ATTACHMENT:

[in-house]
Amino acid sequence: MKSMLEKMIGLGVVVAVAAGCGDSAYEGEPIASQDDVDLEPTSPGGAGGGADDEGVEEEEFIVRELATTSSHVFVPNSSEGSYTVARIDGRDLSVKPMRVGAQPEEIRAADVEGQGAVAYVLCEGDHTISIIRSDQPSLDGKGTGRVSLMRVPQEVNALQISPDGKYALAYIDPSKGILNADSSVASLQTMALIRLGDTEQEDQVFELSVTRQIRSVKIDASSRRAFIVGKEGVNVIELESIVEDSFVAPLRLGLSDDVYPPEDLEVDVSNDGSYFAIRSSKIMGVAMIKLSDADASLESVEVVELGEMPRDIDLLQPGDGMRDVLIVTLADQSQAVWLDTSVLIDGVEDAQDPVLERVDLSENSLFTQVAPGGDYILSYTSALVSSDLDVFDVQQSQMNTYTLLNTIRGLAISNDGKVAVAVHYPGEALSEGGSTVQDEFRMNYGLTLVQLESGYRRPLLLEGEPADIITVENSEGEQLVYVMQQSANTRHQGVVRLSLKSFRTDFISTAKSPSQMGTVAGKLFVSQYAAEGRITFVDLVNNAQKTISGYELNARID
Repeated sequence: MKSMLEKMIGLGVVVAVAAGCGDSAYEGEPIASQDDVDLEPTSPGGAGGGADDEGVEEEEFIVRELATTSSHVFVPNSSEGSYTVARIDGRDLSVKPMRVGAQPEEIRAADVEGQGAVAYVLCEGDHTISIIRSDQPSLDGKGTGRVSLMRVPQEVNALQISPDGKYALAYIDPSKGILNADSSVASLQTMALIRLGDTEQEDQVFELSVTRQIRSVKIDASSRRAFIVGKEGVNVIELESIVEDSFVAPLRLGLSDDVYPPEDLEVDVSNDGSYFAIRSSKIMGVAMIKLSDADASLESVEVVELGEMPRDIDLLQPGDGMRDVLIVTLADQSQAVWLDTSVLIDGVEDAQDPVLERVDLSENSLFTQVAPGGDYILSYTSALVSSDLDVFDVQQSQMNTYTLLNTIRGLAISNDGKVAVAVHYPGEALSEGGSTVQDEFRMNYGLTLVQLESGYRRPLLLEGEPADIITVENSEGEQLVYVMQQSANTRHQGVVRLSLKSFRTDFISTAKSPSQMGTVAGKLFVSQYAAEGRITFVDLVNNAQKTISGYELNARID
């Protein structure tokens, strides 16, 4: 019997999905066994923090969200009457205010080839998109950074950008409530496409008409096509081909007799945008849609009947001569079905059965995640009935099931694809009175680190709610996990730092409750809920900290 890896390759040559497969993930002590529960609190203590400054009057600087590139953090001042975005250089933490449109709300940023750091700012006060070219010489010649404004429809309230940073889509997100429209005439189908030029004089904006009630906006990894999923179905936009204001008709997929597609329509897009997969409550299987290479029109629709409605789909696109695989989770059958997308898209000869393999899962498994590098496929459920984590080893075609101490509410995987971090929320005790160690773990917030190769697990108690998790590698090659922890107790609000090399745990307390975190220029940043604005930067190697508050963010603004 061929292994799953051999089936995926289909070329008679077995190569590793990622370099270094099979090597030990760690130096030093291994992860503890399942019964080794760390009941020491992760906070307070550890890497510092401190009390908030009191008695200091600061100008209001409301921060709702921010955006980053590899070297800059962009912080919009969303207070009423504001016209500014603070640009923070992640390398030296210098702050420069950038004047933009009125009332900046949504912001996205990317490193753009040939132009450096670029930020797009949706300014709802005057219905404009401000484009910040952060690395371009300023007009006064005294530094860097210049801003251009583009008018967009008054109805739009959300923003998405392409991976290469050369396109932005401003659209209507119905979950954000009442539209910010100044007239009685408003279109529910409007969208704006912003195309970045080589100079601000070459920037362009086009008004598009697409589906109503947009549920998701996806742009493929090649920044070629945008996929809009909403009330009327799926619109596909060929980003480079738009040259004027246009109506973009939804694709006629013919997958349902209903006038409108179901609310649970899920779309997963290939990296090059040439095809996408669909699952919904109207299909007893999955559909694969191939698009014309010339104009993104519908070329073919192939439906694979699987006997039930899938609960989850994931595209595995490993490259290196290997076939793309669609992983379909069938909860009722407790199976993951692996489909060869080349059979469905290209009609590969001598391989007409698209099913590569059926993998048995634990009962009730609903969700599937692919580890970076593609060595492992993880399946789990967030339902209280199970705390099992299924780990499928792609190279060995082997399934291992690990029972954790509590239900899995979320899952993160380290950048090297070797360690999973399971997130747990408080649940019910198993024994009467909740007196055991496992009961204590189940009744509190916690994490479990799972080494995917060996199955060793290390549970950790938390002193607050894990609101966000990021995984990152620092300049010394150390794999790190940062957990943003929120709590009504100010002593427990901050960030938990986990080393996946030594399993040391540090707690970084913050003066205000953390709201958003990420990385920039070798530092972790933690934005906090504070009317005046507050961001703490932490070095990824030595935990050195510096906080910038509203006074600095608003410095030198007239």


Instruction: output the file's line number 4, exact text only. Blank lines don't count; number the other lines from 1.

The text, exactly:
């Protein structure tokens, strides 16, 4: 019997999905066994923090969200009457205010080839998109950074950008409530496409008409096509081909007799945008849609009947001569079905059965995640009935099931694809009175680190709610996990730092409750809920900290 890896390759040559497969993930002590529960609190203590400054009057600087590139953090001042975005250089933490449109709300940023750091700012006060070219010489010649404004429809309230940073889509997100429209005439189908030029004089904006009630906006990894999923179905936009204001008709997929597609329509897009997969409550299987290479029109629709409605789909696109695989989770059958997308898209000869393999899962498994590098496929459920984590080893075609101490509410995987971090929320005790160690773990917030190769697990108690998790590698090659922890107790609000090399745990307390975190220029940043604005930067190697508050963010603004 061929292994799953051999089936995926289909070329008679077995190569590793990622370099270094099979090597030990760690130096030093291994992860503890399942019964080794760390009941020491992760906070307070550890890497510092401190009390908030009191008695200091600061100008209001409301921060709702921010955006980053590899070297800059962009912080919009969303207070009423504001016209500014603070640009923070992640390398030296210098702050420069950038004047933009009125009332900046949504912001996205990317490193753009040939132009450096670029930020797009949706300014709802005057219905404009401000484009910040952060690395371009300023007009006064005294530094860097210049801003251009583009008018967009008054109805739009959300923003998405392409991976290469050369396109932005401003659209209507119905979950954000009442539209910010100044007239009685408003279109529910409007969208704006912003195309970045080589100079601000070459920037362009086009008004598009697409589906109503947009549920998701996806742009493929090649920044070629945008996929809009909403009330009327799926619109596909060929980003480079738009040259004027246009109506973009939804694709006629013919997958349902209903006038409108179901609310649970899920779309997963290939990296090059040439095809996408669909699952919904109207299909007893999955559909694969191939698009014309010339104009993104519908070329073919192939439906694979699987006997039930899938609960989850994931595209595995490993490259290196290997076939793309669609992983379909069938909860009722407790199976993951692996489909060869080349059979469905290209009609590969001598391989007409698209099913590569059926993998048995634990009962009730609903969700599937692919580890970076593609060595492992993880399946789990967030339902209280199970705390099992299924780990499928792609190279060995082997399934291992690990029972954790509590239900899995979320899952993160380290950048090297070797360690999973399971997130747990408080649940019910198993024994009467909740007196055991496992009961204590189940009744509190916690994490479990799972080494995917060996199955060793290390549970950790938390002193607050894990609101966000990021995984990152620092300049010394150390794999790190940062957990943003929120709590009504100010002593427990901050960030938990986990080393996946030594399993040391540090707690970084913050003066205000953390709201958003990420990385920039070798530092972790933690934005906090504070009317005046507050961001703490932490070095990824030595935990050195510096906080910038509203006074600095608003410095030198007239």